Alas, May is alas our last month of Latin at Lower Lab for this year. In June, Akiva will run the Latin/Greek Institute at CUNY.  In September we will resume again!

(By the way, many of the exercises we do in class at Lower Lab are also done by college students during the summer – another thing for Lower Lab students to be proud of!)
We will be wrapping up our year with an exploration of grammar and sentence structure. Our study of Latin has prepared us to start examining English with a new lens and dabble in the lost art of diagramming sentences.
We will be practicing the following concepts in both Latin and English:
— the parts of speech (noun, verb, adjective, adverb, preposition, conjunction)
— syntactic functions (subject, object, predicate)
— sentence structure (main and subordinate clauses)
There’s a cute rhyme to help us remember the parts of speech:

Three little words you often see
Are articles aan, and the.

A noun is the name of anything,
As school or gardenhoop or swing.

Adjectives tell the kind of noun,
As greatsmallprettywhite, or brown.

Instead of nouns, the pronouns stand,
Her head, his face, your arm, my hand.

Verbs tell of something being done-
To read, count, laugh, sing, jump, or run.

How things are done the adverbs tell,
As slowly, quickly, ill, or well.

Conjunctions join the words together-
As men and women, wind or weather.

The preposition stands before
A noun, as in or through a door.

The interjection shows surprise,
As Oh! how pretty! Ah! How wise!

The whole are called nine parts of speech,
Which reading, writing, speaking teach.

One of my favorite topics is the internal architecture of sentences. Seeing long sentences with the x-ray vision clause-structure is a big boost to reading comprehension.
Image result for sentence diagram illustration
If you’d like to try your hand at finding clause structure in a passage, try the following progressive exercise that we did in class:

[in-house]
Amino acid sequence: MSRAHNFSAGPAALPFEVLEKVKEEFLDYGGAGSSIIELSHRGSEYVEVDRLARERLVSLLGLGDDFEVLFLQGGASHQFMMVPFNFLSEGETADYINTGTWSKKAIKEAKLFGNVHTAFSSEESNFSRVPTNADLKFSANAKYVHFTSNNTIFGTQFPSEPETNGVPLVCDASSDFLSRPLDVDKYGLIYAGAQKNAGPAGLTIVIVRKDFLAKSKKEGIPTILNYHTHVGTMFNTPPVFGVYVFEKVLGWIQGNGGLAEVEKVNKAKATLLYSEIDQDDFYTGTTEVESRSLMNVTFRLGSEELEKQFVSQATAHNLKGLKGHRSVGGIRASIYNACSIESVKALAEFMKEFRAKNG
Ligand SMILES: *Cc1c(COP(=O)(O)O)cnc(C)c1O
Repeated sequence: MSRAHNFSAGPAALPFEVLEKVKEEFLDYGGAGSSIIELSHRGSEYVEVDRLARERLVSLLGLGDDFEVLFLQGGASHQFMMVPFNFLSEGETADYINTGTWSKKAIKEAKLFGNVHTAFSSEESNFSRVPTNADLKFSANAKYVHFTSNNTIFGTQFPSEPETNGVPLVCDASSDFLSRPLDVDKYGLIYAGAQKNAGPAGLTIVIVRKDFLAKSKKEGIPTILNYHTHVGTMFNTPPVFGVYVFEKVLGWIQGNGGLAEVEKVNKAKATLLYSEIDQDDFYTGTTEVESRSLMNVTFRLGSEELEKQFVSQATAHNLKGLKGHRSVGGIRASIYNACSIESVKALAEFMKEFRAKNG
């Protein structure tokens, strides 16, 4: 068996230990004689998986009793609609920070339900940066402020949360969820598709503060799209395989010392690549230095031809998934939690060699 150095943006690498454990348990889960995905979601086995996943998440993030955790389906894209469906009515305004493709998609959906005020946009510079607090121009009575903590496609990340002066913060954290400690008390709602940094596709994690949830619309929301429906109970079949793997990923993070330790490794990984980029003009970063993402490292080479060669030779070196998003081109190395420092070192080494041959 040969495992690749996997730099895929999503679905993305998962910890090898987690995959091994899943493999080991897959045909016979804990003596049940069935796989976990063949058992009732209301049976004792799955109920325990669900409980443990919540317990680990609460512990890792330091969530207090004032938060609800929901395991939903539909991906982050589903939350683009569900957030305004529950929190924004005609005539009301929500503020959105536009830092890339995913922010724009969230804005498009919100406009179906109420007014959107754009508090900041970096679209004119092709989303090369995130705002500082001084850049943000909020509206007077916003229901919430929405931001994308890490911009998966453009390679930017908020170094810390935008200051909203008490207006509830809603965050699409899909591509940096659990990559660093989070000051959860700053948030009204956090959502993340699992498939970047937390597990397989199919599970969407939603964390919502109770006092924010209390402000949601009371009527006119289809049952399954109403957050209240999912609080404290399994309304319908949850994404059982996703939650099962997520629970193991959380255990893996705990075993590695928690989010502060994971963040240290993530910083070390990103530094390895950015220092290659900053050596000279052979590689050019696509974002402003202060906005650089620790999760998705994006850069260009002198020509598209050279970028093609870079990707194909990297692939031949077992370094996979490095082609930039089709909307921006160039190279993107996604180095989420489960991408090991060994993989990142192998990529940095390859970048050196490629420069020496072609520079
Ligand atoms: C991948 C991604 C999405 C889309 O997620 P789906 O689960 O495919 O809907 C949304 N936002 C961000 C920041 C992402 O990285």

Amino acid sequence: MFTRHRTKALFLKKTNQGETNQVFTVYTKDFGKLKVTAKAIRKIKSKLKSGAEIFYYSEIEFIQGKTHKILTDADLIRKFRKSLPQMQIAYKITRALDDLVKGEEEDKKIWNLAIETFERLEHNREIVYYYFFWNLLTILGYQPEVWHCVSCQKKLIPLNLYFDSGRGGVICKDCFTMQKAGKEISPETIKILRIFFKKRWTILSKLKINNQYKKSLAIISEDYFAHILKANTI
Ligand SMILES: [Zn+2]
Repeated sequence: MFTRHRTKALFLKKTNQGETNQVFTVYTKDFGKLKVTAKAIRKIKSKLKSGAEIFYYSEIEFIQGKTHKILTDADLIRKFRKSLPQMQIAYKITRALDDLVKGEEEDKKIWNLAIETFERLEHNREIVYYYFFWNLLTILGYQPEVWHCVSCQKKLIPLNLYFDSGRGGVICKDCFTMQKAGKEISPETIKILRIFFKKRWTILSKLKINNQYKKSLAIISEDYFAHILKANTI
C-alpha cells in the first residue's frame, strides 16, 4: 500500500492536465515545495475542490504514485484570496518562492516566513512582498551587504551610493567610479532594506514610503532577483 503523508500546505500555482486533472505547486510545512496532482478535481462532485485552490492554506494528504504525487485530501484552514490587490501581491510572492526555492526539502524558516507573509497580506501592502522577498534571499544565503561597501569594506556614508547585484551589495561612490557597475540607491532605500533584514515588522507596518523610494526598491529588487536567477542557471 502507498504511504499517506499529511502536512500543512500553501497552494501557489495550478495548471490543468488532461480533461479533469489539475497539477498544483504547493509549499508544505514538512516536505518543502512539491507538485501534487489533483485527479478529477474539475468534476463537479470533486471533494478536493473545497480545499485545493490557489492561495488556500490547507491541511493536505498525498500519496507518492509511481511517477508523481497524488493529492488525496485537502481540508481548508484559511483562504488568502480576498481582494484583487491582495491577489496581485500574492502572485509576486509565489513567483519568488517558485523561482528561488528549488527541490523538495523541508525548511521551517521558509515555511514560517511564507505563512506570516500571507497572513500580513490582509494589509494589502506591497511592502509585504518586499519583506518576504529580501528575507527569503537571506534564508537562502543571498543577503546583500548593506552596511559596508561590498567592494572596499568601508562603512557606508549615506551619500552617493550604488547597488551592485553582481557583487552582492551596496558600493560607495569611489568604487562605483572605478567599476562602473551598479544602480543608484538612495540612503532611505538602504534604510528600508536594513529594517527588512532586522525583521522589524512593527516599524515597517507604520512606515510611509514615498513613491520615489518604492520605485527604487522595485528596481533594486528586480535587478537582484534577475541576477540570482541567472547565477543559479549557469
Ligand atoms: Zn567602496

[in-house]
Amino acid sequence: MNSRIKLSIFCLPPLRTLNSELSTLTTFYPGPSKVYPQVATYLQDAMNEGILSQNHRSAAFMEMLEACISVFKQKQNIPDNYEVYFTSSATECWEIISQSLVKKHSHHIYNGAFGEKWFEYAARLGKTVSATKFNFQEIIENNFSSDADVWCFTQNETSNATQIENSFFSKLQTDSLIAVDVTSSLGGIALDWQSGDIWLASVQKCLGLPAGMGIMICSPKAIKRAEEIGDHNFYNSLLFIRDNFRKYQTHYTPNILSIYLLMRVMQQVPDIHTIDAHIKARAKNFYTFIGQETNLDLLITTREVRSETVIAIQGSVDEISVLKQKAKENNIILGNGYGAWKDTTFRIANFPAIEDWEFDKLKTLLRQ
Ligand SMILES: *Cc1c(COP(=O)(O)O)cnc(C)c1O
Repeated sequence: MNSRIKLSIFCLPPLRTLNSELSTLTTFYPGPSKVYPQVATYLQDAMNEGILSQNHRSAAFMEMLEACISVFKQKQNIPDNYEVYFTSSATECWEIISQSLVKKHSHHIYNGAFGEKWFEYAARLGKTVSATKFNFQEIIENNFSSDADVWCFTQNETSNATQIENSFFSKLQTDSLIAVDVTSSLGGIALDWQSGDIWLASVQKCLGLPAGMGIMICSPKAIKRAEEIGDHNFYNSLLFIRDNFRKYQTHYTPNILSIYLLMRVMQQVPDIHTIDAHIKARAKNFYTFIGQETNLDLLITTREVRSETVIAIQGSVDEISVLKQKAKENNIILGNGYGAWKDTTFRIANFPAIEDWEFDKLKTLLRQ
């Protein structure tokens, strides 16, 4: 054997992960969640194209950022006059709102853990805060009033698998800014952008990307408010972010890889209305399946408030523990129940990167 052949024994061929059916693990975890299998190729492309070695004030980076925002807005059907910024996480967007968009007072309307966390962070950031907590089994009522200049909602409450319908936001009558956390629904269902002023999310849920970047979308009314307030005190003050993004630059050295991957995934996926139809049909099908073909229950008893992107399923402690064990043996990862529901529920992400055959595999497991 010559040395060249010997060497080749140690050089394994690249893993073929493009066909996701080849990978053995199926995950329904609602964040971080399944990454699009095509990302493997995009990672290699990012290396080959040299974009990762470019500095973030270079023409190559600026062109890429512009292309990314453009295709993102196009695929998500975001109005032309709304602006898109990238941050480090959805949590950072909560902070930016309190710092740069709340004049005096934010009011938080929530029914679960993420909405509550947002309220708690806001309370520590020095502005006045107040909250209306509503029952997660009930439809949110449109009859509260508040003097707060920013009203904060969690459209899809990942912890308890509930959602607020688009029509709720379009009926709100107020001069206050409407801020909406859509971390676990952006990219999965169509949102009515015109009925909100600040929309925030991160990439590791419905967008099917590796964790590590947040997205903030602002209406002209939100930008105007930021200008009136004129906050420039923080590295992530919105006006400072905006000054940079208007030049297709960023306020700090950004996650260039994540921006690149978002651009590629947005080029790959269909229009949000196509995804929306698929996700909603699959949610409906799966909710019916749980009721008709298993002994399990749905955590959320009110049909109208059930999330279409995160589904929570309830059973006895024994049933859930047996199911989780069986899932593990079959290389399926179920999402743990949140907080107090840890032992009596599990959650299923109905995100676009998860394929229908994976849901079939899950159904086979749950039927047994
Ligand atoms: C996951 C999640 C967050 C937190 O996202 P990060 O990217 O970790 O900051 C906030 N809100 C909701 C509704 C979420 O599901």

THE STORY OF PANDORA’S BOX
pandoras box.jpeg

PART 1 (EASY) The section below has every verb underlined and clause boundaries between the verbs marked with a big vertical line:  |. Read it and continue to part 2.

In ancient Greece there were two brothers named Epimetheus and Prometheus. |  They upset the gods | and annoyed the most powerful of all Gods, Zeus.

| This was not the first time |  that humans had upset Zeus | and once before, as punishment, he had taken from humans the ability to make fire. | This meant  | that they could no longer cook their meat | and could not keep themselves warm.

| However, Prometheus was clever | and he knew | that, on the Isle of Lemnos, lived Hephaestos, the blacksmith. | Prometheus travelled to Lemnos | and stole fire from the blacksmith.

| Zeus was furious | and decided | that humans had to be punished for their lack of respect.

PART 2 (MEDIUM EASY) The section below has every verb underlined but no clause boundaries. Add them yourself with a big vertical line | . Remember, every verb must have a boundary between it!!!

some good clues of a clause boundary:

— period and question marks and sometimes commas

— “that”

— “and”

— “but”

— “when”

— “even though”

Zeus invented a very cunning plan to punish the two brothers. With the help of Hephaestos, he created a woman from clay. The goddess Athene then breathed life into the clay and Aphrodite made her very beautiful and Hermes taught her how to be clever. Zeus called her Pandora and sent her as a gift to Epimetheus.

Zeus gave Pandora a wedding gift of a beautiful box. There was one very, very important condition however: she must never open the box.  Pandora was very curious about the contents of the box but she had promised that she would never open it. Finally, Pandora could stand it no longer.

PART 3 (DIFFICULT) The section below has no verbs underlined. Underline every verb and mark the clause boundary with a big vertical line | . Remember, every verb must have a boundary between it!!!

When she knew that Epimetheus was out of sight, she crept up to the box, took the huge key off the high shelf, fitted it carefully into the lock and turned it.

She opened her eyes and looked into the box. But there was no gleam of gold or treasure. The look of excitement on her face quickly turned to one of disappointment and then horror. For Zeus had packed the box full of all the terrible evils that he could think of, all shaped like tiny buzzing moths. The creatures stung Pandora over and over again and she slammed the lid shut.

The last creature inside was Hope. It fluttered from the box like a beautiful dragonfly, touched the wounds that were created by the evil creatures, and healed them.

PANDORA’s name means “a gift to all”. [PAN=all DORA=gift]